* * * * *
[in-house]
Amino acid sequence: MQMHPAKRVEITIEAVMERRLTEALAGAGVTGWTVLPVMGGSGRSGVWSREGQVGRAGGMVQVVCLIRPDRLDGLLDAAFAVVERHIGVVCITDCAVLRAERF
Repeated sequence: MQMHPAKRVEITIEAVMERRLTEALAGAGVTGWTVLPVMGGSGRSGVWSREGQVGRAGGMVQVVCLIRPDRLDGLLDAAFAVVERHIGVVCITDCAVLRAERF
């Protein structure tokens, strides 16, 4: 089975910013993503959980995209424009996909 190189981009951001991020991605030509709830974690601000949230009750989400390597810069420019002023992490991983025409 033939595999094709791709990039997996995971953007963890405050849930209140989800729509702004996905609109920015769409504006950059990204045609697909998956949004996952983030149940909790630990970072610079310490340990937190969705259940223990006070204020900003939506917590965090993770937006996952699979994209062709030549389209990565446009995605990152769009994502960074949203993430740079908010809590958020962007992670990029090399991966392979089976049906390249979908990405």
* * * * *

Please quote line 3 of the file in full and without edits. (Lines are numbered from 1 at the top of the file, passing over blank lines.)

Repeated sequence: MQMHPAKRVEITIEAVMERRLTEALAGAGVTGWTVLPVMGGSGRSGVWSREGQVGRAGGMVQVVCLIRPDRLDGLLDAAFAVVERHIGVVCITDCAVLRAERF